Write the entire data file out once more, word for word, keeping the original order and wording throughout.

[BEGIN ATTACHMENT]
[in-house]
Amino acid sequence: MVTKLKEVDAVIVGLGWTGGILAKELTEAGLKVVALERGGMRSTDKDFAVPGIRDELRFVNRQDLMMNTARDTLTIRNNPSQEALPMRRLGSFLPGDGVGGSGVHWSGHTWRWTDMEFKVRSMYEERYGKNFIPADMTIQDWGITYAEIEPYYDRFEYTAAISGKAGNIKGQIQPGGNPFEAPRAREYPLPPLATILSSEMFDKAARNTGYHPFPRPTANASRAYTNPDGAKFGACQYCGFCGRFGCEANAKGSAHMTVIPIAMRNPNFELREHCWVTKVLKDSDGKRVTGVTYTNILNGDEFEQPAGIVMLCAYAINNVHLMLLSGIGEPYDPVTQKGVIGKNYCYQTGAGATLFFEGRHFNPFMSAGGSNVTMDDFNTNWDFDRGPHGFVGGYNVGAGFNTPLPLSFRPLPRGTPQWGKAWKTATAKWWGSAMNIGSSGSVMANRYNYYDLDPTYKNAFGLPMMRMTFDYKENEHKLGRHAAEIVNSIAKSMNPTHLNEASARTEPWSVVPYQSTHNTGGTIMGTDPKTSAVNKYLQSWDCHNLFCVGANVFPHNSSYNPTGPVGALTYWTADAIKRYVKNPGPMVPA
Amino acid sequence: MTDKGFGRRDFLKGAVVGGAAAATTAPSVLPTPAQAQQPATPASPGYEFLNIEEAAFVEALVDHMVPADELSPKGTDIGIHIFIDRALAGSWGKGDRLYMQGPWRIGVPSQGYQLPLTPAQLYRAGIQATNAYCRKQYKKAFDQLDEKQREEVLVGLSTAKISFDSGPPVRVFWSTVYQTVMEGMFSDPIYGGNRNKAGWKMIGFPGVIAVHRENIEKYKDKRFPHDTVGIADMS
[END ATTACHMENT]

[in-house]
Amino acid sequence: MVTKLKEVDAVIVGLGWTGGILAKELTEAGLKVVALERGGMRSTDKDFAVPGIRDELRFVNRQDLMMNTARDTLTIRNNPSQEALPMRRLGSFLPGDGVGGSGVHWSGHTWRWTDMEFKVRSMYEERYGKNFIPADMTIQDWGITYAEIEPYYDRFEYTAAISGKAGNIKGQIQPGGNPFEAPRAREYPLPPLATILSSEMFDKAARNTGYHPFPRPTANASRAYTNPDGAKFGACQYCGFCGRFGCEANAKGSAHMTVIPIAMRNPNFELREHCWVTKVLKDSDGKRVTGVTYTNILNGDEFEQPAGIVMLCAYAINNVHLMLLSGIGEPYDPVTQKGVIGKNYCYQTGAGATLFFEGRHFNPFMSAGGSNVTMDDFNTNWDFDRGPHGFVGGYNVGAGFNTPLPLSFRPLPRGTPQWGKAWKTATAKWWGSAMNIGSSGSVMANRYNYYDLDPTYKNAFGLPMMRMTFDYKENEHKLGRHAAEIVNSIAKSMNPTHLNEASARTEPWSVVPYQSTHNTGGTIMGTDPKTSAVNKYLQSWDCHNLFCVGANVFPHNSSYNPTGPVGALTYWTADAIKRYVKNPGPMVPA
Amino acid sequence: MTDKGFGRRDFLKGAVVGGAAAATTAPSVLPTPAQAQQPATPASPGYEFLNIEEAAFVEALVDHMVPADELSPKGTDIGIHIFIDRALAGSWGKGDRLYMQGPWRIGVPSQGYQLPLTPAQLYRAGIQATNAYCRKQYKKAFDQLDEKQREEVLVGLSTAKISFDSGPPVRVFWSTVYQTVMEGMFSDPIYGGNRNKAGWKMIGFPGVIAVHRENIEKYKDKRFPHDTVGIADMS